Special Features


On the bonus features side of the coin, Mill Creek does give this disc a nice little interview with Jerry Goldsmith biographer Jeff Bond. At just under twenty minutes, the piece gives a nice overview of Goldsmith’s work, previously composing scores for Verhoeven as Bond details the approach to scoring Hollow Man. As a huge Goldsmith fan, this kind of piece is right up my street so I’m here for it. Sadly, none of the archival extras from past discs make an appearance. 

  • Full Transparency: Scoring Hollow Man (HD 18:29)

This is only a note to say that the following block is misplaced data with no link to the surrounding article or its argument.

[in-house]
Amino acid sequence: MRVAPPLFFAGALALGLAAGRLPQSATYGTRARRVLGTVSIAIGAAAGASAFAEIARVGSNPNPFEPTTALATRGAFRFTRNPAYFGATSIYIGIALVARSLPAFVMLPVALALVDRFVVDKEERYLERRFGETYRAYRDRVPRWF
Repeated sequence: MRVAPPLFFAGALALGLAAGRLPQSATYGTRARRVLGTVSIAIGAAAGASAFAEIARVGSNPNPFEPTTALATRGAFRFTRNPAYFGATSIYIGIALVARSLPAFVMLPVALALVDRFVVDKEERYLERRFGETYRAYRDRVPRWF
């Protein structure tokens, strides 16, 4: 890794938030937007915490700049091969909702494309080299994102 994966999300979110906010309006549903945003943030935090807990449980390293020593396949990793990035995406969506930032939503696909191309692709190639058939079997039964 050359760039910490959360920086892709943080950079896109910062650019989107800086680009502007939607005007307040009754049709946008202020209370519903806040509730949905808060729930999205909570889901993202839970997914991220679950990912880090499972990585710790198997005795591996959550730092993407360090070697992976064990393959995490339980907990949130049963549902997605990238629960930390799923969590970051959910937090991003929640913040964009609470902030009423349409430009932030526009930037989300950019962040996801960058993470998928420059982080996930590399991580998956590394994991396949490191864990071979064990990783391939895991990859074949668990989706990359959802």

With a director like Paul Verhoeven behind the camera, Hollow Man should have been a great film. At the very least it should have been incredibly entertaining and demand revisiting and reassessment. Unlike Starship Troopers or Showgirls, Hollow Man remains a thin, transparent effort for the famed director. While Kevin Bacon is still a highlight, the film never rises above the basics devolving into a stereotypical slasher with big-budget visual effects. Scoring its second Blu-ray release, Mill Creek delivers an attractive SteelBook case, but the A/V side isn’t the best to report. The video transfer suffers from being squeezed down to fit a tiny disc, but at least the audio is decent. The new extra feature dedicated to Jerry Goldsmith is a nice pickup for fans of the composer. Really the only reason to buy this is for the SteelBook otherwise Skip It.